PM Modi and US President Trump in Ahmedabad

As per media reports, the proposed MoU is going to provide for training of Indian IP officials in the US by the United States Patent and Trademark Office (USPTO). These trainings by the USPTO do not appreciate that the patentability standards in India and the US are different. In fact, Indian patent law has higher and stricter patentability standards as compared to US patent laws. There are concerns that such trainings of Indian patent examiners, as were part of the MoU in 2006, could be a factor behind the poor or non-implementation of the strict standards of patentability in the Indian patent law. Some recent studies show that despite anti-evergreening provisions, Section 3 of the Patents Act, the Indian Patent Office granted a large number of patents on minor modifications of existing medicines as against novel and inventive chemical entities. The study showed that 72 per cent of patents granted on pharmaceuticals are on marginal improvements on existing drugs, which is indicative of an alarming trend of granting low-quality patents that enable evergreening. CSOs are cautioning that such trainings lead to the harmonisation of the Indian Patents Act with the US Patent Act and undermine the legislative intent behind India’s Patents Act.

In the past, enhanced bilateral engagement with the US on IP led Indian IP management officials to accommodate the demands of the United States without informing the Parliament or public. For instance, the Indian Patents Office amended the Guidelines for Examining the Computer Related Inventions multiple times to provide patents on software, which goes against the Patents Act. The US–India Chamber of Commerce’s submission to USTR Special 301 Report in 2016 stated that government allowed the US industry to train Indian IP officials. Further the same submission also stated that Indian government provided secret verbal assurances that India would not use compulsory license provisions for commercial purposes.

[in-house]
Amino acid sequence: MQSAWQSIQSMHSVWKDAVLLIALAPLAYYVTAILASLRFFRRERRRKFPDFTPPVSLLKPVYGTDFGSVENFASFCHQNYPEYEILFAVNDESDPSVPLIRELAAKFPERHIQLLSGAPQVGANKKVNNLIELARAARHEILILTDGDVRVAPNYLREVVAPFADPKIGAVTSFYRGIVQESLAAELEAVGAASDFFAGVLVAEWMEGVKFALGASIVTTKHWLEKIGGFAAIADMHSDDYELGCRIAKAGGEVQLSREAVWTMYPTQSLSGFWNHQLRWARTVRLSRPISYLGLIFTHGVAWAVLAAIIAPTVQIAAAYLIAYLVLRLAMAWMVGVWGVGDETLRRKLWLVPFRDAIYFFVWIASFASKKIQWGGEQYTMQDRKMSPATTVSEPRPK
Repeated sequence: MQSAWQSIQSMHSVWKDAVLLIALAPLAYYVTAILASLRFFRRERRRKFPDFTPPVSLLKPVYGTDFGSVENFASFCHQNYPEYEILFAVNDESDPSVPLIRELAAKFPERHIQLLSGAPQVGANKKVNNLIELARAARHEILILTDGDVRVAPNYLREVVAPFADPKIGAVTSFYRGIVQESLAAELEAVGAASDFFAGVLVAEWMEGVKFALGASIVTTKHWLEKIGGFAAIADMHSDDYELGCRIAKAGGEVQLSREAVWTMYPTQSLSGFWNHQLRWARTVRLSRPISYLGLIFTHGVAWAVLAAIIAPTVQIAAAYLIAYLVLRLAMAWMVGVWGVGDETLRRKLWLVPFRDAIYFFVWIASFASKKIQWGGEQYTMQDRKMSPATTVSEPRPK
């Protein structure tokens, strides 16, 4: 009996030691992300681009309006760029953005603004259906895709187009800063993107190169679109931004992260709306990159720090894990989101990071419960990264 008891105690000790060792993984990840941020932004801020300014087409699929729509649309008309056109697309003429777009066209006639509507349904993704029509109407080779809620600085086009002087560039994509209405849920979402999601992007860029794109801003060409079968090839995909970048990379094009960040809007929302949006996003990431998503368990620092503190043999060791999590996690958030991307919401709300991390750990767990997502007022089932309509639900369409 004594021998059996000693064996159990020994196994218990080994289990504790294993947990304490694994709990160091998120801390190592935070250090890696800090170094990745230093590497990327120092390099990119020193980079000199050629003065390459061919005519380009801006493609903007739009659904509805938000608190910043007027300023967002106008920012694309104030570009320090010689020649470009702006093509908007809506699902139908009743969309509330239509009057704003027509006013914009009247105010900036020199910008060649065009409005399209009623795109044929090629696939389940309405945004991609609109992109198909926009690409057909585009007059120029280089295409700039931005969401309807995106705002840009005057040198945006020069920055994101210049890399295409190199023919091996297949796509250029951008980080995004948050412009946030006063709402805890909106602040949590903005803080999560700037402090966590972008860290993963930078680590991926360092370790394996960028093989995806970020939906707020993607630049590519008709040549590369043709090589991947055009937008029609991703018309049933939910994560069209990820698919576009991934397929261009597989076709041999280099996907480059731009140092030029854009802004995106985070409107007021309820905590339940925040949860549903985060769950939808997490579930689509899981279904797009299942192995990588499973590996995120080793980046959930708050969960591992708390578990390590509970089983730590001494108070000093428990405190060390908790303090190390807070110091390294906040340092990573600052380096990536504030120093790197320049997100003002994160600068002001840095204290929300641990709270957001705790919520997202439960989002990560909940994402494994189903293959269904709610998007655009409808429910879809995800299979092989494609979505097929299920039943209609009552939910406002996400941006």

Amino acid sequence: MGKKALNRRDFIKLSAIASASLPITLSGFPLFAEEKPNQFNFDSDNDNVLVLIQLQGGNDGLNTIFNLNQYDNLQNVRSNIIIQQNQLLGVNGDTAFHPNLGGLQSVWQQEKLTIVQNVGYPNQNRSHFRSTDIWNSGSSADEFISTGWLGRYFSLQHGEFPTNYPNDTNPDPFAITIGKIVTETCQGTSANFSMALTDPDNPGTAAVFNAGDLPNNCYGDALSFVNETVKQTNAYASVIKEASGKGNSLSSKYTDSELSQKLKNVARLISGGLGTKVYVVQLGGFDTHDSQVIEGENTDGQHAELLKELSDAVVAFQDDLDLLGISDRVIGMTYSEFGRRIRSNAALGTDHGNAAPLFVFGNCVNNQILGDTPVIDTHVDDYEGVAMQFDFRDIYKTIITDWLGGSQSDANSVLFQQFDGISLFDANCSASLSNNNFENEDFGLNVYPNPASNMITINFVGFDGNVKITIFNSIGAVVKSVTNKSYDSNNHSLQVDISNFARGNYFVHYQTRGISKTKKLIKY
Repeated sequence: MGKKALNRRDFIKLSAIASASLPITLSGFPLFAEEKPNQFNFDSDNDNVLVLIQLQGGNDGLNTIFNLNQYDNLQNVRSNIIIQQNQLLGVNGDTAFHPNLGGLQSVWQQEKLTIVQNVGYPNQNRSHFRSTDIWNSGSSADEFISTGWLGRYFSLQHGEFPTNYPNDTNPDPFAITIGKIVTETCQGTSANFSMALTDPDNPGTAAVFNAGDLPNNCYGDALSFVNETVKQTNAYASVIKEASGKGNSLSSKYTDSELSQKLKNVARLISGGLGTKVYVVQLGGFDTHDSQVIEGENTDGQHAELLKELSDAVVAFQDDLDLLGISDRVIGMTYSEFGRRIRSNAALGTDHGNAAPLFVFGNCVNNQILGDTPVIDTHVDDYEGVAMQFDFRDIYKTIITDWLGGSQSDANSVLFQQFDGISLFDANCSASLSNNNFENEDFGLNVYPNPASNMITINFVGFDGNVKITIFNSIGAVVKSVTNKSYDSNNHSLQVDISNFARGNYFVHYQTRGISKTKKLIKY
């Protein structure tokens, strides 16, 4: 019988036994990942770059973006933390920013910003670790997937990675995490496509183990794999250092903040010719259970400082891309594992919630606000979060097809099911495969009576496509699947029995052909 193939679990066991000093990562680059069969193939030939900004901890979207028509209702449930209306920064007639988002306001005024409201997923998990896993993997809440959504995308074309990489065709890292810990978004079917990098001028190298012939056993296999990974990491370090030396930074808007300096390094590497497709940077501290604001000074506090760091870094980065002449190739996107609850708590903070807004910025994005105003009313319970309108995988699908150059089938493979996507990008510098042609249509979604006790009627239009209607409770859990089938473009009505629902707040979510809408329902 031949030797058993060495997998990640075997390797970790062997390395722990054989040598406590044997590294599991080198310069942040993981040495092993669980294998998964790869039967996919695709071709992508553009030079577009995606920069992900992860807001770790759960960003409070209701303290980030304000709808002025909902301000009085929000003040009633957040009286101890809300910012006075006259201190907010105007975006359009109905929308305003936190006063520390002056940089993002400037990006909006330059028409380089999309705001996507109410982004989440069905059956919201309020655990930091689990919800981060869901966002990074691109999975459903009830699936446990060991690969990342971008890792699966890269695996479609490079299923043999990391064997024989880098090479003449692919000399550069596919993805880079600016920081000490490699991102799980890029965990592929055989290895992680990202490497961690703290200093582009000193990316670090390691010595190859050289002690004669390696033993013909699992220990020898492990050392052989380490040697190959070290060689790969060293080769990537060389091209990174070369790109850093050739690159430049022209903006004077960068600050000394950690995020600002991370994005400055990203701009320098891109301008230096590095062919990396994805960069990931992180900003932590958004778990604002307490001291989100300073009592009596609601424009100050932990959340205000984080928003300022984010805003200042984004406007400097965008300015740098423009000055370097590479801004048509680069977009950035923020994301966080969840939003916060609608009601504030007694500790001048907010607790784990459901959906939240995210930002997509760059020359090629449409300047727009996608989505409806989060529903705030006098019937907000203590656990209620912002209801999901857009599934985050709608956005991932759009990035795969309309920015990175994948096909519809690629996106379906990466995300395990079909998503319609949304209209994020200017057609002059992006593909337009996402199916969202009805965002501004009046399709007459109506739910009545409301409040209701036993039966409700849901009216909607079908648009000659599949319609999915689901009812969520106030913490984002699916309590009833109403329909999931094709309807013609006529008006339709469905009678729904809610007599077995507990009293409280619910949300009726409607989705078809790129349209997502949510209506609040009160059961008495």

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According to the CSOs, this clearly shows that intensified bilateral engagement with the US resulted in the undermining the implementation of the India’s Patents Act.

CSOs also have concerns regarding the abrupt and unilateral decision for the Department for Promotion of Industry and Internal Trade (DPIIT) to initiate a review of existing IP legislations in India. They have urged that a review of IP laws should be in accordance with the needs of the country such as to increase the disclosure standard in patent applications and to seek mandatory disclosure of International Nonproprietary Names (INN) in pharmaceutical patent applications, apart from making the whole process transparent.

The US President Donald Trump, accompanied by wife Melania Trump, daughter Ivanka Trump and son-in-law Jared Kushneis, and the top brass of his administration, is currently on his maiden visit to India in a bid to strengthen ties between the two countries. Considering the trade negotiations and discussions on IPRs, which are likely to happen during the visit, CSOs have submitted a letter, stating the concerns on US—India MoU on IPRs, addressed to Commerce Minister Piyush Goyal, with copies to the ministers of health, chemicals and fertilisers and external affairs, concerned secretaries, including those of the Prime Minister’s Office.